Alfred Hitchcock

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Alfred Hitchcock.

Alfred Joseph Hitchcock (13 August 1899 – 29 April 1980) was an influential English film director.

Hitchcock and wartime propaganda

The American film industry, argued to early has had a large Jewish influence, started to make numerous anti-German movies long before the war. See Allied psychological warfare: Hollywood.

In 1939, Hitchcock moved to Hollywood and WWII started. Several of his fictional movies were covertly or overtly anti-German.

Hitchcock was persuaded by Sidney Bernstein, a Jewish media executive and wartime member of the British "Ministry of Information", to make British propaganda films. He made two short propaganda films, Bon Voyage (1944) and Aventure Malgache (1944), but they were viewed as disappointments and not generally seen until the 1990s.

Hitchcock also assisted on another Sidney Bernstein project, "F3080", which was the name given to a project to compile a propaganda film on claimed German atrocities. The project originated in February 1945 in the Psychological Warfare Division of SHAEF (Supreme Headquarters Allied Expeditionary Force). Hitchcock was recorded expressing his primary concern that "we should try to prevent people thinking that any of this was faked."[1]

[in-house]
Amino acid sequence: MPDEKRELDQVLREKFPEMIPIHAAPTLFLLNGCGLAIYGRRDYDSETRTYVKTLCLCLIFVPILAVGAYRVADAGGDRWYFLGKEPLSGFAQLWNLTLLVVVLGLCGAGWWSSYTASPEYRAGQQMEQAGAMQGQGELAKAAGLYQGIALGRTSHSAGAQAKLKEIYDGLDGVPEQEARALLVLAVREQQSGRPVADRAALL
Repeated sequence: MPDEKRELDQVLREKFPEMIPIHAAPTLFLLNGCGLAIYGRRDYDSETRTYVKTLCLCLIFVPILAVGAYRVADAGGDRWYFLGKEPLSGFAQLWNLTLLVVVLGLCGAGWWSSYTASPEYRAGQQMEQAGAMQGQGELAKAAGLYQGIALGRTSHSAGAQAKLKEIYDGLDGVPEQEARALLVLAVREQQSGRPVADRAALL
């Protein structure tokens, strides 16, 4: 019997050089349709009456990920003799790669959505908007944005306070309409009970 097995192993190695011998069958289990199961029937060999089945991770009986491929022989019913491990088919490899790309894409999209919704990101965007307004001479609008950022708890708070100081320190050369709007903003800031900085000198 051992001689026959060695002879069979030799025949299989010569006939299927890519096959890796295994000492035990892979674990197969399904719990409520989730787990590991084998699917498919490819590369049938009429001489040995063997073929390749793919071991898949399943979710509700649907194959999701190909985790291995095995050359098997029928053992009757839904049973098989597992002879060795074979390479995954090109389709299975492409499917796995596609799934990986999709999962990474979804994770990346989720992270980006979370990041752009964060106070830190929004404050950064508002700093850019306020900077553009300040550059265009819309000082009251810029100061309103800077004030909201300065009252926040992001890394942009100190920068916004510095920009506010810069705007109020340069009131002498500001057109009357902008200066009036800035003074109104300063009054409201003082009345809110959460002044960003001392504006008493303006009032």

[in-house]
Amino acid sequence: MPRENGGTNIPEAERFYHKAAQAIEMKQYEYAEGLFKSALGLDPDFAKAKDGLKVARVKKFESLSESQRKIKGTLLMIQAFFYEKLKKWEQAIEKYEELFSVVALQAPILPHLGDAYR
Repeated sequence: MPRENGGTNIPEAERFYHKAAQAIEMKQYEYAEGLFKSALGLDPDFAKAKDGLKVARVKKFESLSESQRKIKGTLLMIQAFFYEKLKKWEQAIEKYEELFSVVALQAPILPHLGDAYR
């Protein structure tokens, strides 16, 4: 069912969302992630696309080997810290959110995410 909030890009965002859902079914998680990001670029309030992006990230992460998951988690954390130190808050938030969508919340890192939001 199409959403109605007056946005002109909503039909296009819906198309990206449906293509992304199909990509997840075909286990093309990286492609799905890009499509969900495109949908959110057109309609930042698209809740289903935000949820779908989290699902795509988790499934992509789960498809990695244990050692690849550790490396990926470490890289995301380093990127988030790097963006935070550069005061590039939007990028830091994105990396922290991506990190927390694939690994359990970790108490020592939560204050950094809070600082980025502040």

The film was initially given the name Memory of the Camps. The project was abandoned in September 1945 after a screening. It has more recently been "completed" and given the name German Concentration Camps Factual Survey.

One reason for the abandonment may have been the existence of other such propaganda movies, such as the American Death Mills, partly using the same footage. See Holocaust documentary evidence: Movies.

Other suggested reasons for the abandonment, aside from the possibility of it simply being viewed as a poor propaganda film after the screening, include British concern about the growing Zionist movement and the British military wanting better relations with Germans.

Leftist Wikipedia in its articles on Hitchcock and the film avoids mentioning that also mainstream historians now agree that the Western Holocaust camps, such as Bergen-Belsen and Buchenwald, were much of the film takes place, were not extermination camps. See the article on the Western Holocaust camps.

See also the "External links" section on other criticisms of this film and Hitchcock's role.

See also

External links


Hitchcock and the Holocaust


  1. Auschwitz, Buchenwald and Alfred Hitchcock's First Horror Movie
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